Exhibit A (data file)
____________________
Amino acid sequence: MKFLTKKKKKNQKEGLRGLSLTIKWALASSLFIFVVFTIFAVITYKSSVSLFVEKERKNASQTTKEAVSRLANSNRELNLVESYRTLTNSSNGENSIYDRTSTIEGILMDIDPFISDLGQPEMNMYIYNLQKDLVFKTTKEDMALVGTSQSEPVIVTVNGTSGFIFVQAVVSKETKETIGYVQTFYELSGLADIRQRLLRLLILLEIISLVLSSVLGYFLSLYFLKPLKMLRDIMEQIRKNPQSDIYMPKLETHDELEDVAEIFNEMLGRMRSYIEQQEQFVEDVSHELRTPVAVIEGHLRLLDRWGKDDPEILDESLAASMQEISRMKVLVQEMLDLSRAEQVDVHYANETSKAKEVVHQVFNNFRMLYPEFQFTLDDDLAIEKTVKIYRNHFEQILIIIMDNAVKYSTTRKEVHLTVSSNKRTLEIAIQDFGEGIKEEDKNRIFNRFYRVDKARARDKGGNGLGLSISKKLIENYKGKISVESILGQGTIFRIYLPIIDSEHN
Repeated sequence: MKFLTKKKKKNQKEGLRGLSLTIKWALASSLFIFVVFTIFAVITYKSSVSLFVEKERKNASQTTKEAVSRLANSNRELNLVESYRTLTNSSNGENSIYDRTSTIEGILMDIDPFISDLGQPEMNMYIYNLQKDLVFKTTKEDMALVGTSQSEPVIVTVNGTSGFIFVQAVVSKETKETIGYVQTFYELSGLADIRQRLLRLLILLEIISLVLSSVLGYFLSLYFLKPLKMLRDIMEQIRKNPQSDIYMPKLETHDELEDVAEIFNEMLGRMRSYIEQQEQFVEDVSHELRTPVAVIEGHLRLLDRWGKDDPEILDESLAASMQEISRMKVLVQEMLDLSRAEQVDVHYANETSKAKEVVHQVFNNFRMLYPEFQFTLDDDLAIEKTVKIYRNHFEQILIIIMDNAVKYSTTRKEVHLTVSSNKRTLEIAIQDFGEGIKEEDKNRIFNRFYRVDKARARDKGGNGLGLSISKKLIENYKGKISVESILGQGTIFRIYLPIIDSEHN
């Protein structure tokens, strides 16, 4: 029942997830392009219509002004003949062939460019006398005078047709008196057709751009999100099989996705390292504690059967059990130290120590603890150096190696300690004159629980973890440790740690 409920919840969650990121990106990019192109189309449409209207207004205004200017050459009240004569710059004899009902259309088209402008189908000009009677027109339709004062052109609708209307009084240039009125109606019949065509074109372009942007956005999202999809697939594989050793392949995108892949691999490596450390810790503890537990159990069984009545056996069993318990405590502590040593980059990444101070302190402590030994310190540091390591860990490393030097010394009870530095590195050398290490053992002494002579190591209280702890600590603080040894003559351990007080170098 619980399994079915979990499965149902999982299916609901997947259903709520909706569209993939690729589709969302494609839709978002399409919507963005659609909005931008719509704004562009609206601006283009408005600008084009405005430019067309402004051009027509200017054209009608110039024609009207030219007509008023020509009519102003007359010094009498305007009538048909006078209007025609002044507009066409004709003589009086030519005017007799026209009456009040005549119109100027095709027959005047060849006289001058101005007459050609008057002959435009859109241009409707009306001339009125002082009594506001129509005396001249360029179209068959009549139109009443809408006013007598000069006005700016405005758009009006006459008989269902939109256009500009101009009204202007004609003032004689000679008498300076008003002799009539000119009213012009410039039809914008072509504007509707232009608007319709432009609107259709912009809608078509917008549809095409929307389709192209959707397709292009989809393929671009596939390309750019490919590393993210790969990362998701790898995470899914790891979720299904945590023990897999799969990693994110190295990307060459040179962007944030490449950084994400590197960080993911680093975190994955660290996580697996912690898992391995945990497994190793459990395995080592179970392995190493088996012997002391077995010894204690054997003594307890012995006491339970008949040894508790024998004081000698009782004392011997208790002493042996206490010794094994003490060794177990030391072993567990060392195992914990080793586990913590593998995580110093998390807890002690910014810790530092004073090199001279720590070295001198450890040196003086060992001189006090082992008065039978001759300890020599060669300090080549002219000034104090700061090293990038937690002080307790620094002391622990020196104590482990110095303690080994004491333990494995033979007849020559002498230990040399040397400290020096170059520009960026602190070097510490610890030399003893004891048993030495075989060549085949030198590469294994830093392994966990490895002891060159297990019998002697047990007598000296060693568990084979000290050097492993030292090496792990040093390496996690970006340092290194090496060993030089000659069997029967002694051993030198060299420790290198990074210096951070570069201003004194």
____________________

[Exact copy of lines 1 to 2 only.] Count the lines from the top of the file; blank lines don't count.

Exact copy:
Amino acid sequence: MKFLTKKKKKNQKEGLRGLSLTIKWALASSLFIFVVFTIFAVITYKSSVSLFVEKERKNASQTTKEAVSRLANSNRELNLVESYRTLTNSSNGENSIYDRTSTIEGILMDIDPFISDLGQPEMNMYIYNLQKDLVFKTTKEDMALVGTSQSEPVIVTVNGTSGFIFVQAVVSKETKETIGYVQTFYELSGLADIRQRLLRLLILLEIISLVLSSVLGYFLSLYFLKPLKMLRDIMEQIRKNPQSDIYMPKLETHDELEDVAEIFNEMLGRMRSYIEQQEQFVEDVSHELRTPVAVIEGHLRLLDRWGKDDPEILDESLAASMQEISRMKVLVQEMLDLSRAEQVDVHYANETSKAKEVVHQVFNNFRMLYPEFQFTLDDDLAIEKTVKIYRNHFEQILIIIMDNAVKYSTTRKEVHLTVSSNKRTLEIAIQDFGEGIKEEDKNRIFNRFYRVDKARARDKGGNGLGLSISKKLIENYKGKISVESILGQGTIFRIYLPIIDSEHN
Repeated sequence: MKFLTKKKKKNQKEGLRGLSLTIKWALASSLFIFVVFTIFAVITYKSSVSLFVEKERKNASQTTKEAVSRLANSNRELNLVESYRTLTNSSNGENSIYDRTSTIEGILMDIDPFISDLGQPEMNMYIYNLQKDLVFKTTKEDMALVGTSQSEPVIVTVNGTSGFIFVQAVVSKETKETIGYVQTFYELSGLADIRQRLLRLLILLEIISLVLSSVLGYFLSLYFLKPLKMLRDIMEQIRKNPQSDIYMPKLETHDELEDVAEIFNEMLGRMRSYIEQQEQFVEDVSHELRTPVAVIEGHLRLLDRWGKDDPEILDESLAASMQEISRMKVLVQEMLDLSRAEQVDVHYANETSKAKEVVHQVFNNFRMLYPEFQFTLDDDLAIEKTVKIYRNHFEQILIIIMDNAVKYSTTRKEVHLTVSSNKRTLEIAIQDFGEGIKEEDKNRIFNRFYRVDKARARDKGGNGLGLSISKKLIENYKGKISVESILGQGTIFRIYLPIIDSEHN